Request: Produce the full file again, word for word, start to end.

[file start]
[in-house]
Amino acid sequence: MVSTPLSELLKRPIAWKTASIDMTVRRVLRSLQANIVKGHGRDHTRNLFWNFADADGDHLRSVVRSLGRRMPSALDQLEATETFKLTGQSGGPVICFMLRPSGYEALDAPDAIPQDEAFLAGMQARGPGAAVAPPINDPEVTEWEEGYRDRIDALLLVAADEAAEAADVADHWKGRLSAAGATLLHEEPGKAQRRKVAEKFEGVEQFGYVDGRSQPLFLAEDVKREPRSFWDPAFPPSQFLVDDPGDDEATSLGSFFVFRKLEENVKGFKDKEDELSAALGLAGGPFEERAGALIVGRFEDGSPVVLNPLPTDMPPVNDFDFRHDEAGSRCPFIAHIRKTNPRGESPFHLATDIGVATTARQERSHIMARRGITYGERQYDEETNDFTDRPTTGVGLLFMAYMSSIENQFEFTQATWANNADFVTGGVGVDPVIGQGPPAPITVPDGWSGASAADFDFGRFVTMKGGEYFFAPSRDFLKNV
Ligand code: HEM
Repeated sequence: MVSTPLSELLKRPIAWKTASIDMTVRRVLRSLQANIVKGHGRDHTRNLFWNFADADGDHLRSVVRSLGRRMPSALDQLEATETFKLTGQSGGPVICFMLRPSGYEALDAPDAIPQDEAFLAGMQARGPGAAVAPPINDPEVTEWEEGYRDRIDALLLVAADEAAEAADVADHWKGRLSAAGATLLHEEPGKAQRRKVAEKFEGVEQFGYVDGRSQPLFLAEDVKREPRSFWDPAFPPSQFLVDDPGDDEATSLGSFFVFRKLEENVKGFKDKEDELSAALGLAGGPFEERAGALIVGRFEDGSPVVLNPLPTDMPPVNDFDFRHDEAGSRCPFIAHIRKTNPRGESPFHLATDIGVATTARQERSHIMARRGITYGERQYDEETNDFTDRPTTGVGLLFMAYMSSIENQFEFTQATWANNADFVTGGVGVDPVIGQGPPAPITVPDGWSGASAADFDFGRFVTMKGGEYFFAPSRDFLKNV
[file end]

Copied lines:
[in-house]
Amino acid sequence: MVSTPLSELLKRPIAWKTASIDMTVRRVLRSLQANIVKGHGRDHTRNLFWNFADADGDHLRSVVRSLGRRMPSALDQLEATETFKLTGQSGGPVICFMLRPSGYEALDAPDAIPQDEAFLAGMQARGPGAAVAPPINDPEVTEWEEGYRDRIDALLLVAADEAAEAADVADHWKGRLSAAGATLLHEEPGKAQRRKVAEKFEGVEQFGYVDGRSQPLFLAEDVKREPRSFWDPAFPPSQFLVDDPGDDEATSLGSFFVFRKLEENVKGFKDKEDELSAALGLAGGPFEERAGALIVGRFEDGSPVVLNPLPTDMPPVNDFDFRHDEAGSRCPFIAHIRKTNPRGESPFHLATDIGVATTARQERSHIMARRGITYGERQYDEETNDFTDRPTTGVGLLFMAYMSSIENQFEFTQATWANNADFVTGGVGVDPVIGQGPPAPITVPDGWSGASAADFDFGRFVTMKGGEYFFAPSRDFLKNV
Ligand code: HEM
Repeated sequence: MVSTPLSELLKRPIAWKTASIDMTVRRVLRSLQANIVKGHGRDHTRNLFWNFADADGDHLRSVVRSLGRRMPSALDQLEATETFKLTGQSGGPVICFMLRPSGYEALDAPDAIPQDEAFLAGMQARGPGAAVAPPINDPEVTEWEEGYRDRIDALLLVAADEAAEAADVADHWKGRLSAAGATLLHEEPGKAQRRKVAEKFEGVEQFGYVDGRSQPLFLAEDVKREPRSFWDPAFPPSQFLVDDPGDDEATSLGSFFVFRKLEENVKGFKDKEDELSAALGLAGGPFEERAGALIVGRFEDGSPVVLNPLPTDMPPVNDFDFRHDEAGSRCPFIAHIRKTNPRGESPFHLATDIGVATTARQERSHIMARRGITYGERQYDEETNDFTDRPTTGVGLLFMAYMSSIENQFEFTQATWANNADFVTGGVGVDPVIGQGPPAPITVPDGWSGASAADFDFGRFVTMKGGEYFFAPSRDFLKNV